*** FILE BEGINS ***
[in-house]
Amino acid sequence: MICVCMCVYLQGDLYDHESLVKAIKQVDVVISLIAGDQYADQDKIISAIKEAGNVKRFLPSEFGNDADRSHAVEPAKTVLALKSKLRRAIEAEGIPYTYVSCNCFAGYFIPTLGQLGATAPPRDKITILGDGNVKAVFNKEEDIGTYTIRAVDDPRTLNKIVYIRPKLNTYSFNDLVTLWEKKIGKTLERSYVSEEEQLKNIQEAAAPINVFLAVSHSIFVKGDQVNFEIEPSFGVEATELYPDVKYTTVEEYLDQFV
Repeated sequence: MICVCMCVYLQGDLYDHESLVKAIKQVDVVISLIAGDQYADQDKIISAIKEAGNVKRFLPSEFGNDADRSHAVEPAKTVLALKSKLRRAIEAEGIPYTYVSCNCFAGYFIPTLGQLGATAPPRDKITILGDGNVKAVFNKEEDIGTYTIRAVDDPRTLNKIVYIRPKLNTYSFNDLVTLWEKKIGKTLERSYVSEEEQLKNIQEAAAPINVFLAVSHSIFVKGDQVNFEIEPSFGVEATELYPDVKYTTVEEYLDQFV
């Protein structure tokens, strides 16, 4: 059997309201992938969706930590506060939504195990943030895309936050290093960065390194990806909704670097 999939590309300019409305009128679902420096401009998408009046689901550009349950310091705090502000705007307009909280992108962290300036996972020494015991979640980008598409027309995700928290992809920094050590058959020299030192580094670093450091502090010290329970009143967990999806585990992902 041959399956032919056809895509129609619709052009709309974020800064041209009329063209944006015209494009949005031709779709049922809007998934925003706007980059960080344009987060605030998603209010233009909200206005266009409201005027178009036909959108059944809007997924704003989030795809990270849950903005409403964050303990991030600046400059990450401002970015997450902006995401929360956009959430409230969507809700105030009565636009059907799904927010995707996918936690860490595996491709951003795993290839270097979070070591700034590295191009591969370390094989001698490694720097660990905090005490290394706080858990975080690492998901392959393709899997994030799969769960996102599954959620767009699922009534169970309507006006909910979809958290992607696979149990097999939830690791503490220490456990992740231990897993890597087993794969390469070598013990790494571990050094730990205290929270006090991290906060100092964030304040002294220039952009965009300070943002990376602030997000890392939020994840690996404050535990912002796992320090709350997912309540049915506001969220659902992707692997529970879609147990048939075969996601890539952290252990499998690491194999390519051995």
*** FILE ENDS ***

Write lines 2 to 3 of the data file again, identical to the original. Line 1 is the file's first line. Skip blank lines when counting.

Amino acid sequence: MICVCMCVYLQGDLYDHESLVKAIKQVDVVISLIAGDQYADQDKIISAIKEAGNVKRFLPSEFGNDADRSHAVEPAKTVLALKSKLRRAIEAEGIPYTYVSCNCFAGYFIPTLGQLGATAPPRDKITILGDGNVKAVFNKEEDIGTYTIRAVDDPRTLNKIVYIRPKLNTYSFNDLVTLWEKKIGKTLERSYVSEEEQLKNIQEAAAPINVFLAVSHSIFVKGDQVNFEIEPSFGVEATELYPDVKYTTVEEYLDQFV
Repeated sequence: MICVCMCVYLQGDLYDHESLVKAIKQVDVVISLIAGDQYADQDKIISAIKEAGNVKRFLPSEFGNDADRSHAVEPAKTVLALKSKLRRAIEAEGIPYTYVSCNCFAGYFIPTLGQLGATAPPRDKITILGDGNVKAVFNKEEDIGTYTIRAVDDPRTLNKIVYIRPKLNTYSFNDLVTLWEKKIGKTLERSYVSEEEQLKNIQEAAAPINVFLAVSHSIFVKGDQVNFEIEPSFGVEATELYPDVKYTTVEEYLDQFV